Now, I mentioned the City of the Dead ghost tours before because I think it’s one of the best ghost tours in the world (and certainly my favorite). I took it on a vacation a few years back and believe I was touched by the Mackenzie Poltergeist myself! And man, my camera was crap at the time, but here’s some pictures and the journal entries I made the next morning after we took the tour!
City of the Dead Ghost Tour – July 25th 2008 10pm

The Greyfriars Courtyard, already spooky

We walked back to the hotel to get our jackets and raced to St. Giles’ Cathedral to the tour. We almost didn’t get there because it was nearly a half-hour walk from the hotel. There was at least 60 people on the walk and we made it just in time as the group started to move.  We went to Greyfriars Cemetery where over half a million bodies were buried (mostly plague victims) and got great views of Edinburgh Castle (which blew our minds, it’s situated on a hill overlooking a chasm, this city is improbably beautiful , like the Epcot Version of a Scottish city, where parts of it look like models from afar. )

The Black Mausoleum at night

The real scary story was from the Covenanters Prison and the Mackenzie Poltergeist. We went into the Black Mausoleum which was scary as Hell (and they juice you up with stories of attacks and knockouts ands such there) and told some good ghost stories but cheapened it with someone jumping out and causing a fake scare (the guide apologized and said his boss makes them do that.)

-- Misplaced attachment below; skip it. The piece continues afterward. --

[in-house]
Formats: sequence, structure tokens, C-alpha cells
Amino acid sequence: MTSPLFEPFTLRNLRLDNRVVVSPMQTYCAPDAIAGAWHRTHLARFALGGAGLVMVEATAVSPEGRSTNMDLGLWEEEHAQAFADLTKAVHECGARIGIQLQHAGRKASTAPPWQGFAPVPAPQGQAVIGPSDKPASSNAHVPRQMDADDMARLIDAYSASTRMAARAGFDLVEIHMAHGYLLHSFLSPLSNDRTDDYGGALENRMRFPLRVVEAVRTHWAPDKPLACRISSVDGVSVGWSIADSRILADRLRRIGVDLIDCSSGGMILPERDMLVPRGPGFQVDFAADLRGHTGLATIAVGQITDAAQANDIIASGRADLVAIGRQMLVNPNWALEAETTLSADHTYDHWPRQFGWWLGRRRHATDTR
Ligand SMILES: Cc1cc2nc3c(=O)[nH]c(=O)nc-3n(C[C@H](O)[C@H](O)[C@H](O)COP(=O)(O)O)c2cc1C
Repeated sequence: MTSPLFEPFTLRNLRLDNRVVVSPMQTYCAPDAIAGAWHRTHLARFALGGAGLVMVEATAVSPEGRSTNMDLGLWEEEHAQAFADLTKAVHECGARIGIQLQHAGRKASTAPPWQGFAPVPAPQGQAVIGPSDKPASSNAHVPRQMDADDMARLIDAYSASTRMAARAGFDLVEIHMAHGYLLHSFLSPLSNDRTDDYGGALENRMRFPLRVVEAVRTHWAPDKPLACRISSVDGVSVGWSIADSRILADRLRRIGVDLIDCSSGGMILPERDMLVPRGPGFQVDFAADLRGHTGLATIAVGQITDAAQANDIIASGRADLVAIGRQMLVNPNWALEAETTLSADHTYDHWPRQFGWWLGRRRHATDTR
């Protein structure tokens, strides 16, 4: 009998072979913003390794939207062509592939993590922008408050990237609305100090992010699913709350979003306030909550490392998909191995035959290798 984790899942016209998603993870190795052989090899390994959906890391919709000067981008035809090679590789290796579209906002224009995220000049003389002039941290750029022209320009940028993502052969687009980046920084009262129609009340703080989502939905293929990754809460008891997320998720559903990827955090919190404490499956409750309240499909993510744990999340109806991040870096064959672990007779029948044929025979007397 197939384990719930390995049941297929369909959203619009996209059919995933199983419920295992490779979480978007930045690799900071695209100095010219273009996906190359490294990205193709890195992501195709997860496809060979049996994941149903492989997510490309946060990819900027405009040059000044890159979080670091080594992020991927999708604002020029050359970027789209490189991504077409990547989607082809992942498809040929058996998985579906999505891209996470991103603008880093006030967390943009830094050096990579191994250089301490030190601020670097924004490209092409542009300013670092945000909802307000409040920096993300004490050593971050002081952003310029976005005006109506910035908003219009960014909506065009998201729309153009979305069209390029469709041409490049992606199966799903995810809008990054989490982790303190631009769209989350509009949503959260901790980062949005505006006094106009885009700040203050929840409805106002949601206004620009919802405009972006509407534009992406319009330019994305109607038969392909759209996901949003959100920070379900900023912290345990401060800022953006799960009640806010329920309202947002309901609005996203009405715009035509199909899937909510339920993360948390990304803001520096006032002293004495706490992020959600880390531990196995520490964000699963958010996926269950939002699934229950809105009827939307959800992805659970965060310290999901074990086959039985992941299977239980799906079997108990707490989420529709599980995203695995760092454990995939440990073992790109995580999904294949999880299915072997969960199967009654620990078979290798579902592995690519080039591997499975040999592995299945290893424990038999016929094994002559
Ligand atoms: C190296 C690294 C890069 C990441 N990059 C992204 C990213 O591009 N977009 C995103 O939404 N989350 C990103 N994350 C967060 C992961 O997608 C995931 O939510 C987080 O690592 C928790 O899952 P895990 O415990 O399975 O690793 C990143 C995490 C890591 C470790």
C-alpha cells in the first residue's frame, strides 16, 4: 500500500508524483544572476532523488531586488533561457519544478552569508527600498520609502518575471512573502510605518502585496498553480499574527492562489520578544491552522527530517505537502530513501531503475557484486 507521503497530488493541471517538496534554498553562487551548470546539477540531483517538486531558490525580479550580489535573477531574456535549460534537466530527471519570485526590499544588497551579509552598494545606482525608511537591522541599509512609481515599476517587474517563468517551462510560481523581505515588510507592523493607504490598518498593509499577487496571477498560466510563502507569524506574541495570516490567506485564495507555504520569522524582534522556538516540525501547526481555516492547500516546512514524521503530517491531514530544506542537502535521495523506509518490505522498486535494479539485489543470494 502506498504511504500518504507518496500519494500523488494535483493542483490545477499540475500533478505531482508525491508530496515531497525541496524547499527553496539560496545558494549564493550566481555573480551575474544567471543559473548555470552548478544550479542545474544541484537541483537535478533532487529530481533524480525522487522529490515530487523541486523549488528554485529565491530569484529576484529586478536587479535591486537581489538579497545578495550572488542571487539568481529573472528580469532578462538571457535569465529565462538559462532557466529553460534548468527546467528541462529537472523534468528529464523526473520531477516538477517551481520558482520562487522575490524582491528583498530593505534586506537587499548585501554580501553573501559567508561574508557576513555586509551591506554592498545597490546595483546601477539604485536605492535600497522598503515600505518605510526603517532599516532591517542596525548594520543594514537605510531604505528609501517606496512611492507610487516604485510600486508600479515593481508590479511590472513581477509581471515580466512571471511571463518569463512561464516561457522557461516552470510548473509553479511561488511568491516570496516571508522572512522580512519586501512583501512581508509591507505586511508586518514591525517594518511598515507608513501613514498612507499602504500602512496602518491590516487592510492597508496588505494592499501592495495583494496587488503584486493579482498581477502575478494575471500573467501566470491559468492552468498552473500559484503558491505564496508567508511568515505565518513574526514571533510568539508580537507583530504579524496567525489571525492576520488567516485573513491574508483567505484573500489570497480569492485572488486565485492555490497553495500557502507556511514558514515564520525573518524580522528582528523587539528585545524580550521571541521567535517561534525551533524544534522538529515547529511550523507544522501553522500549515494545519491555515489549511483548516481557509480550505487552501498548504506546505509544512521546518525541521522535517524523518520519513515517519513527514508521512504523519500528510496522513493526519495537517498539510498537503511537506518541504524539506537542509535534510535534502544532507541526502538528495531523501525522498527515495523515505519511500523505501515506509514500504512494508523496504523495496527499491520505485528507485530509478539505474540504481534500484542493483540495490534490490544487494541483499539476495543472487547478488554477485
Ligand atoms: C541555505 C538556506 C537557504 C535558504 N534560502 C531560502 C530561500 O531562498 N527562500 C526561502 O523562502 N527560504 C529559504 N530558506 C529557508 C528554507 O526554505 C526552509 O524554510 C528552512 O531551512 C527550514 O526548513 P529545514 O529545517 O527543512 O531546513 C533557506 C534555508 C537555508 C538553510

Inside the Black Mausoleum, I have no idea why I canted the angle of this picture!

I didn’t feel anything, except for a tapping on my left shoulder, but I think that was my imagination combined with adrenaline. The tour was great fun, though, and we loved it.
The view of Edinburgh Castle from Greyfriars was astounding and you can see how it influenced Bram Stoker, Mary Shelley, JK Rowling, Charles Dickens, and Robert Louis Stevenson.  

Now that’s a  castle!

So if you’re in Edinburgh, don’t miss this tour, for real!
Fred is also going to be at the first ever Hawaii ParaCon, taking place July 13-15, 2018 and we talk about this in the episode as well. This is going to be a really special destination kind of event, and if you’re interested (and you should be, it’s the Paranormal in Paradise!) then make sure to check it out, it’s going to be something spectacular!
This week’s song of course is inspired by that right bastard George Mackenzie and the energies of hate and vengeance that swirl around inside the Black Mausoleum and the Kirkyard. It’s a new Sunspot track called “The Killing Time”.

The air is thick with hatred and envy,
Souls that aren’t just looking for some peace,
A madness that we dare not comprehend,
the angry dead are looking for revenge.

All gone in the killing time
All gone in the killing time

Seething rage, unceasing hate
To burn the living kind,
Mercy and kindness slayed with the headsman’s blade
All gone in the killing time.